Let’s acknowledge, right off, that there’s a problem with the way the word “trigger” has gone from having a legitimate medical meaning related to PTSD, to meaning “anything that I find uncomfortable or unpleasant or morally questionable.” It’s the equivalent of someone who says “I’m allergic to gluten” when they mean “I want to eat fewer carbs.” Therefore, perhaps a better term than “trigger warnings” is “warnings about upsetting content.”

Many of the discussions about trigger warnings involve academia, where this issue is especially tricky because of the power dynamics therein: the professor designs a syllabus and the students have to read and engage with the material, or else they could fail the class. This blog isn’t about academia, though, so I’m sticking to the somewhat less fraught issue of trigger warnings for theater. Here, at least, people can freely choose whether they want to buy a ticket and experience a certain story.

To counteract all of the bad-faith arguments that result when talking about trigger warnings, I want to promote a good-faith relationship between theaters and audiences, in which they meet each other halfway. If a theater is producing a potentially disturbing play, they could put a blurb on their website that says something like “This play contains potentially disturbing material and is not appropriate for children. Please email us if you have additional questions.” (Being vague, and asking people to email for more specific information, avoids spoiling the plot of the play for people who don’t require trigger warnings.) I don’t think this represents some horrible capitulation to the Philistine hordes who hate any art that challenges their perceptions. Instead, it allows people to obtain information and decide for themselves what actions to take.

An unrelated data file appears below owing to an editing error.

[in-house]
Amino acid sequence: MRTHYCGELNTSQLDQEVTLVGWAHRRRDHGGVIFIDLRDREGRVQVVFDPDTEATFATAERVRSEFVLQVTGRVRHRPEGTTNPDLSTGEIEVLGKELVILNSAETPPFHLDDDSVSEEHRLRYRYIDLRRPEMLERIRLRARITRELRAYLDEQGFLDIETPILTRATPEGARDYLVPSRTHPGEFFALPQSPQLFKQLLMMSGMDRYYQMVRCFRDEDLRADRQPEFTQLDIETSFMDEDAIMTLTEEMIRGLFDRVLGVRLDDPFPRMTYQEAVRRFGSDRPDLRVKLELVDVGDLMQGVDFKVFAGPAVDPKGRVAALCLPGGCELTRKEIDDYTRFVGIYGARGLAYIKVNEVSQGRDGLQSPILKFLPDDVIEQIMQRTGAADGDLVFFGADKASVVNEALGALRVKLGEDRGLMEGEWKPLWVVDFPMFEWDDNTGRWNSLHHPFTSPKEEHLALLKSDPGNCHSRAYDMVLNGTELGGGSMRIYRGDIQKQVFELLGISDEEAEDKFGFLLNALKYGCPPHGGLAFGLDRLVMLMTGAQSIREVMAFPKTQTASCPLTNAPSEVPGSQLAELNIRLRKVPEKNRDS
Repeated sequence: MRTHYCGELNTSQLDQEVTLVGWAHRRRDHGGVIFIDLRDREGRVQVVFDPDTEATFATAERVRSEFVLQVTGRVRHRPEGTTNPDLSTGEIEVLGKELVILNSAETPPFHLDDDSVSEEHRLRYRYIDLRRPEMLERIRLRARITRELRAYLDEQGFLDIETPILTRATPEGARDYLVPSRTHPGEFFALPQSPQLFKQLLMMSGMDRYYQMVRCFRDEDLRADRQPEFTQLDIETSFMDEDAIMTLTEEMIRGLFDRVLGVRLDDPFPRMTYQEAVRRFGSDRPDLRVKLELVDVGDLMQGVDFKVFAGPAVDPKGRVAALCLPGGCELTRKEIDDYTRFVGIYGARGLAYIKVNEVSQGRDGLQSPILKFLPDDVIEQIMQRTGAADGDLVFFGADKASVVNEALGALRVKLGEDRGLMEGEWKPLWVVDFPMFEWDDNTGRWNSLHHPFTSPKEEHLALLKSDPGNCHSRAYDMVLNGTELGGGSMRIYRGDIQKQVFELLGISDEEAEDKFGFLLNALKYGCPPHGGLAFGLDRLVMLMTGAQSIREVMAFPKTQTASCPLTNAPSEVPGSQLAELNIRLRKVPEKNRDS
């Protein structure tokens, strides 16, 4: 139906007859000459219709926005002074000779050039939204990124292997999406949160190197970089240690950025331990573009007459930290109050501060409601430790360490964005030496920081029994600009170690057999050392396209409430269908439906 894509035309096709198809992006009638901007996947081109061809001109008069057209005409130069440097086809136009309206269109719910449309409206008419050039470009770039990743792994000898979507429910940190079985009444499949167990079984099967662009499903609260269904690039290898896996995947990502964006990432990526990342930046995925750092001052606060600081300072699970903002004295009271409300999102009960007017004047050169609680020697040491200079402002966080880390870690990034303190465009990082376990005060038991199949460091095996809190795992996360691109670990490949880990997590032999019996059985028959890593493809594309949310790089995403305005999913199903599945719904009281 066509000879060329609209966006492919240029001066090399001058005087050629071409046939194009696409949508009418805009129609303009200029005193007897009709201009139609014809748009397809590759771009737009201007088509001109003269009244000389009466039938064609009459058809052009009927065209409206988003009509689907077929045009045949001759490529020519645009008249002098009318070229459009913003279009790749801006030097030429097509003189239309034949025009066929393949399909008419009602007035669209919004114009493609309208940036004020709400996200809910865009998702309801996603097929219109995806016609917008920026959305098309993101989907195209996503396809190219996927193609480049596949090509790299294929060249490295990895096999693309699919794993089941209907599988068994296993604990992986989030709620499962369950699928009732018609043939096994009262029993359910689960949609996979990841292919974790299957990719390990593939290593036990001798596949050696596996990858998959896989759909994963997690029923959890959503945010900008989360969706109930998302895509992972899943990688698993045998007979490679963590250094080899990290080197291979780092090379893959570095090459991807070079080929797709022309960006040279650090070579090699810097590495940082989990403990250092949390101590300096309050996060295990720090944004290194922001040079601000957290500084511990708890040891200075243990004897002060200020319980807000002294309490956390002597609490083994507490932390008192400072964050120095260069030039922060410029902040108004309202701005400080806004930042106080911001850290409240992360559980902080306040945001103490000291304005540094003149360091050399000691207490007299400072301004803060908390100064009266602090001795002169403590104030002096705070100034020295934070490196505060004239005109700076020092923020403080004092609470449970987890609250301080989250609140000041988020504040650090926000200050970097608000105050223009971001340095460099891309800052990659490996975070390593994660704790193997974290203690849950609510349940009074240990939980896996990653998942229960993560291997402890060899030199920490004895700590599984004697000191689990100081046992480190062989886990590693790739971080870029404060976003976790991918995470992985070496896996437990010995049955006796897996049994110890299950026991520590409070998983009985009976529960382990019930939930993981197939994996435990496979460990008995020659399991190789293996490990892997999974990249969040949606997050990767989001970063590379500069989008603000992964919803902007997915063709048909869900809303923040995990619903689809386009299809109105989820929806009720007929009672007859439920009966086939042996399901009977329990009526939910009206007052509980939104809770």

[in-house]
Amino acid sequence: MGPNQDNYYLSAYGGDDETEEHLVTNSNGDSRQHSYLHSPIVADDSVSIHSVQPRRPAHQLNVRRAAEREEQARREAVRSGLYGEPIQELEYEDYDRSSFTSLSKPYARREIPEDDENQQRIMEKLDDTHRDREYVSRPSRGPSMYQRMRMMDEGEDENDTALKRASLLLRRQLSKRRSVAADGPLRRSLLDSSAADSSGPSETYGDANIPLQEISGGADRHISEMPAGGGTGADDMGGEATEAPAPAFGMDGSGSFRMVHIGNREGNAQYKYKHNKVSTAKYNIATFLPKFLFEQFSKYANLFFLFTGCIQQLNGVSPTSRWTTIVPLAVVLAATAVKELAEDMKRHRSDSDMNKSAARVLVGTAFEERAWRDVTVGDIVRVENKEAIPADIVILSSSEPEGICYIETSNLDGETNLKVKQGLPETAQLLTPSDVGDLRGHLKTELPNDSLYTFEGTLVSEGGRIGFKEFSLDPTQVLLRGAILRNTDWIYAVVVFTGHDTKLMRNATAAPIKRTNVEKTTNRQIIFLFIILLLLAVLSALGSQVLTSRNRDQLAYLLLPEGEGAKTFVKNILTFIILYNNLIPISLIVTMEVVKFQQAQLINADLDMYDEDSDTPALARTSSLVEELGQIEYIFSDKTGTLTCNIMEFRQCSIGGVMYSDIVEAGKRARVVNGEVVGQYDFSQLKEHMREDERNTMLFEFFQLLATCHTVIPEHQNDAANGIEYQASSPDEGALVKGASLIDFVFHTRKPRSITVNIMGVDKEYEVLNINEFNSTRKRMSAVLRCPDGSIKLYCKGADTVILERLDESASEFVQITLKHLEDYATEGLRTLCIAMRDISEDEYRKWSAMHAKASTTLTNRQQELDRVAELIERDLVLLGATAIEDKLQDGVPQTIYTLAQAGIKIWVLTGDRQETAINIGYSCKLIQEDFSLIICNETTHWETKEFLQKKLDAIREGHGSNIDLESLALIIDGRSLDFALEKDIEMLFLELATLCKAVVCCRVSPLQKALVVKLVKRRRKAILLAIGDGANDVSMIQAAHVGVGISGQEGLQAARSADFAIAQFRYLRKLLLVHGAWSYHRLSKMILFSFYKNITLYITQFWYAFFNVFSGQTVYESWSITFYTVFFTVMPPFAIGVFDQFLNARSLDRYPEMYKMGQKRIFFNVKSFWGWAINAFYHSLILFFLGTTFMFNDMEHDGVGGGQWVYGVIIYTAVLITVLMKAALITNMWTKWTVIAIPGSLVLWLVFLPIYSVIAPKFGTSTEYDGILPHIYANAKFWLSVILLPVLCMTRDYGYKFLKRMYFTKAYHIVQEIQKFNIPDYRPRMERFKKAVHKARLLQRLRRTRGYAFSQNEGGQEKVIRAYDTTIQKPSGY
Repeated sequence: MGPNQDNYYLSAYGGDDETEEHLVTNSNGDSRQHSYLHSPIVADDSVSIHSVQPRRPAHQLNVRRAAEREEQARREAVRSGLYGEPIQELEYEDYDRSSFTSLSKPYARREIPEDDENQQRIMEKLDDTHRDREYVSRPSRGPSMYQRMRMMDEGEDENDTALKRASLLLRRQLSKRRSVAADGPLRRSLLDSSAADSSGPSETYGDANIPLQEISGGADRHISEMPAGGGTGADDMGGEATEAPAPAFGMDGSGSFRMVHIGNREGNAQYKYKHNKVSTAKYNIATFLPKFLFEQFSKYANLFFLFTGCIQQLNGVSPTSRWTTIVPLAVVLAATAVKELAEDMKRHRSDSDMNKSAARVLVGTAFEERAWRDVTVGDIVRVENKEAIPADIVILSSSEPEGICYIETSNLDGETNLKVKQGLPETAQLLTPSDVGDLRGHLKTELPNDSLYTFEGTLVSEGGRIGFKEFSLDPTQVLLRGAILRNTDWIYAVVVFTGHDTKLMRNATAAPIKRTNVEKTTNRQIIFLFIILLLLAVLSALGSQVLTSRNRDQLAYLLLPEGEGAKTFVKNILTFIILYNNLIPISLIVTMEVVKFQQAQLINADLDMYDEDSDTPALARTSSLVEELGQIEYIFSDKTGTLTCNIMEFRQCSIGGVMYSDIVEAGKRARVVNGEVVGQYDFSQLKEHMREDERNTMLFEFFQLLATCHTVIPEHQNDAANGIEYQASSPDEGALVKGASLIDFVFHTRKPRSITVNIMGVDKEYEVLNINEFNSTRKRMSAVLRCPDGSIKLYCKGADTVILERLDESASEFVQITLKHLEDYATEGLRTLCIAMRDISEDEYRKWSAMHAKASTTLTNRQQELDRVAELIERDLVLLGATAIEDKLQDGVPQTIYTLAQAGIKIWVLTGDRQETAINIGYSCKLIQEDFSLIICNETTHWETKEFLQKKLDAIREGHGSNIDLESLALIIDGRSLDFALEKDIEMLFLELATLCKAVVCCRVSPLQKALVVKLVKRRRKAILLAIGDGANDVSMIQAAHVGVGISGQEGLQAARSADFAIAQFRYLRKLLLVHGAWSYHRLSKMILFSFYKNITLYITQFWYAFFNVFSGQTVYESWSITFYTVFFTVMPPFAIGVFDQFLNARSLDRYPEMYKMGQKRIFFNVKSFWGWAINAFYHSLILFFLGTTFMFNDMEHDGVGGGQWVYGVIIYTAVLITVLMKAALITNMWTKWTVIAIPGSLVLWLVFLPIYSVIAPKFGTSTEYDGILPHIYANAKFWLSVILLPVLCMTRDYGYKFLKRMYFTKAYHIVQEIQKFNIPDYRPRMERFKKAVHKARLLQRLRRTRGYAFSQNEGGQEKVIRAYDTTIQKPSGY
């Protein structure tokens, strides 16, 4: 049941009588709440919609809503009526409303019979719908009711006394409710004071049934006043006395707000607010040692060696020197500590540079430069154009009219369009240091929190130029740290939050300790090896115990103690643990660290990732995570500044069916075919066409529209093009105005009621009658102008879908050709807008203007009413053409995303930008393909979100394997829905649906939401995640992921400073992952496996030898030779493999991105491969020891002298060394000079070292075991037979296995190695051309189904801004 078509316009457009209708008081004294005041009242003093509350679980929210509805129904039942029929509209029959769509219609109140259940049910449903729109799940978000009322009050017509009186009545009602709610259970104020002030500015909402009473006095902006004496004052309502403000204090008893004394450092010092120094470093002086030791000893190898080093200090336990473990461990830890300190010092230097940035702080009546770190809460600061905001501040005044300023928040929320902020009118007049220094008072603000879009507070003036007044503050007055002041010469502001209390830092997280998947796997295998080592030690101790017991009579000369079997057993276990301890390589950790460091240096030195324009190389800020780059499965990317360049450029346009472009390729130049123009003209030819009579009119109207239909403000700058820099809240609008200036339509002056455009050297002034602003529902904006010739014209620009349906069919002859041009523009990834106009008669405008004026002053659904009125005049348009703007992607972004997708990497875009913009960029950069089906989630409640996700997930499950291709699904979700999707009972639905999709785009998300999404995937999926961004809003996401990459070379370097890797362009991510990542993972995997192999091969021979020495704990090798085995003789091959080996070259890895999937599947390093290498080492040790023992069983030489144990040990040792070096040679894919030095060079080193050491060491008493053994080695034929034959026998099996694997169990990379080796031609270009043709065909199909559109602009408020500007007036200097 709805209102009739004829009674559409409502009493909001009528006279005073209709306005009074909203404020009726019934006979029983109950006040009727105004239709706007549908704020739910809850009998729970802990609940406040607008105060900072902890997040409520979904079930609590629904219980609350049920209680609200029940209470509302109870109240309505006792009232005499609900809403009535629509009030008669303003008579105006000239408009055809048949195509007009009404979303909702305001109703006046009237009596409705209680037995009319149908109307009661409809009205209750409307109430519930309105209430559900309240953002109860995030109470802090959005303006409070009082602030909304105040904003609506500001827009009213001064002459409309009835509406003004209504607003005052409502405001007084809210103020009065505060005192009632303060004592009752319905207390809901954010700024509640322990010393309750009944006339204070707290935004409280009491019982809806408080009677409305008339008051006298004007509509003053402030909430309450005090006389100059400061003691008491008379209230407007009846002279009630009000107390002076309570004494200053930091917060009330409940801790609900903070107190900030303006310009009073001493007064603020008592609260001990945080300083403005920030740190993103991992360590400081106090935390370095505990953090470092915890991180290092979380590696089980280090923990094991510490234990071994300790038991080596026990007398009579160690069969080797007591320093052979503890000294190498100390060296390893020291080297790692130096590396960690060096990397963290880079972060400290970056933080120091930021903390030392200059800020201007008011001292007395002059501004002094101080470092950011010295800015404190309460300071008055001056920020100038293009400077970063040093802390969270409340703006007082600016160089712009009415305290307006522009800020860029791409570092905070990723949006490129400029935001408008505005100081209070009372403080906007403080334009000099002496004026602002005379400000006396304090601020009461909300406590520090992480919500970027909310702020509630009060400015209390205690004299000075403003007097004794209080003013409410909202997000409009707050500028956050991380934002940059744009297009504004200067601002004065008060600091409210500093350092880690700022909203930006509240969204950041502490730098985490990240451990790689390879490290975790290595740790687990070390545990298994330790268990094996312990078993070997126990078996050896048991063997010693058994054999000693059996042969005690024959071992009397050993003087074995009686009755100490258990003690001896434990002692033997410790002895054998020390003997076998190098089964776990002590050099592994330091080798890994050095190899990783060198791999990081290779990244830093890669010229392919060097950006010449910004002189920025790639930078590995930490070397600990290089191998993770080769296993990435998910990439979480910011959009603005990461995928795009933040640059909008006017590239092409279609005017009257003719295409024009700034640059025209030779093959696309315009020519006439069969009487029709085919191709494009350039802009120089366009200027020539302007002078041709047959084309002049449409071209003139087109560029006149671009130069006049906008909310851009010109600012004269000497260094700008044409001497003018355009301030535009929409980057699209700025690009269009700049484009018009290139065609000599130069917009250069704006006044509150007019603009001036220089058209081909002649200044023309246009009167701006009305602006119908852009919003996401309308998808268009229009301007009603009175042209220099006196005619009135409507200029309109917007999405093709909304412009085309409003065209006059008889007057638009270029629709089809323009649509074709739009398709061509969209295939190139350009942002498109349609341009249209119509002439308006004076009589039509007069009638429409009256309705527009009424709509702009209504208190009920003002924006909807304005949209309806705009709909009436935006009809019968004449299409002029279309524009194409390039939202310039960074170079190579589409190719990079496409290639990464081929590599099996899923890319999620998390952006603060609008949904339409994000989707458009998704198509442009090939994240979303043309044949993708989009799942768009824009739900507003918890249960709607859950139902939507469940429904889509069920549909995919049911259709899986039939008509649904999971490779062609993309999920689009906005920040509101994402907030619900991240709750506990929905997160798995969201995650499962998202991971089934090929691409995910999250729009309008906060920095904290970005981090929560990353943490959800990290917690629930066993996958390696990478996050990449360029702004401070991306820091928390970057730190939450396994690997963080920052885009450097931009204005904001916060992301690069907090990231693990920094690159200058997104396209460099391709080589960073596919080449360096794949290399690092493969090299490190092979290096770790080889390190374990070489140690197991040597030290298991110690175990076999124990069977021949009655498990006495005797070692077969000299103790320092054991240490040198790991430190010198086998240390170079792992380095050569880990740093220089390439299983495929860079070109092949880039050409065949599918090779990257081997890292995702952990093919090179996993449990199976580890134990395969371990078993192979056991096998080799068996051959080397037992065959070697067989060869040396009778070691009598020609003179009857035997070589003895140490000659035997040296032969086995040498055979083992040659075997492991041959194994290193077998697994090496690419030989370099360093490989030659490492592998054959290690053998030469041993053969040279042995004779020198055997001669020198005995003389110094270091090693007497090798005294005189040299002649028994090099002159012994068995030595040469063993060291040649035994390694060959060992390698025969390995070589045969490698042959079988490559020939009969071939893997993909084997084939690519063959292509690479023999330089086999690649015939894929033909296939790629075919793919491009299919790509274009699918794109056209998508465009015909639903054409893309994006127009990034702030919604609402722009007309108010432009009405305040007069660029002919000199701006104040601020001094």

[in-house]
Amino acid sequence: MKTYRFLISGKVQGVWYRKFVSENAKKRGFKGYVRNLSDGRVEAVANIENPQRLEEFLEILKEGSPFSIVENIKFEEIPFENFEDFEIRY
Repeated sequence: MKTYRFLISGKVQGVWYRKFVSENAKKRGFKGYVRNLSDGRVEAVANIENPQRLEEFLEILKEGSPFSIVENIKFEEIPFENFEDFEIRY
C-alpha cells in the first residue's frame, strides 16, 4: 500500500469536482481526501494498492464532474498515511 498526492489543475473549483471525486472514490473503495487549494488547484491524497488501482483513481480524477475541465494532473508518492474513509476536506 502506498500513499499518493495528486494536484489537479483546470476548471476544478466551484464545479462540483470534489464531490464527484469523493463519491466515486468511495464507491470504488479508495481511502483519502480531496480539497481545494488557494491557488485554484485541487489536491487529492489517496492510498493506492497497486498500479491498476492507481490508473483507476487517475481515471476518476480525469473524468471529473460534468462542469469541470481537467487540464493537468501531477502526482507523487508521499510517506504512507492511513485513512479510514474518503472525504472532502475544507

In turn, it’s the responsibility of trigger-sensitive ticket buyers to educate themselves as to what they might be seeing, and contact the theater if they have questions. If the theater offers them the opportunity to do this, and they don’t take advantage of it, they can’t complain if they attend the show and experience a trigger. Human beings are pretty good at finding coping strategies that enable them to turn toward pleasure and turn away from pain; but they should know that the world always offers both pleasure and pain.

Like it or not, we theater artists are in the business of selling tickets and attracting audiences. As such, I think we need to manage our audience members’ expectations fairly, and keep lines of communications open. Some friends of mine recently felt swindled by the marketing for ACT’s Let There Be Love: they went into the theater expecting to see “an intimate and often humorous family drama” (per the blurb), only to discover that it’s a play about assisted suicide. Neither of them were triggered, per se, but they thought they were going to see a cozy and heartwarming show, and weren’t happy when the play took a darker turn. Even if you think that some suggested trigger warnings (“heteronormativity,” really?) are silly, it’s not hard to see that the topic of assisted suicide might be upsetting for many people, and I have to think that there’s some way ACT could have better prepared their audiences for this.

Think about it this way: at the end of every New York Times movie review, they print a blurb about the film’s MPAA rating and potentially disturbing subject matter. Over the years, the critics have made these blurbs into a wry little art form of their own (A.O. Scott’s blurb re: Mad Max: Fury Road’s R rating is simply that it’s “a ruthless critique of everything existing”). It’s fair to say that these blurbs are trigger warnings; yet I don’t see the anti-trigger-warning crowd calling for them to be abolished. As far as I can tell, a fair number of people appreciate that the Times does this, and nobody really finds it pernicious. Without enacting official censorship or a ratings system, is there a way to offer a similar advisory for theater?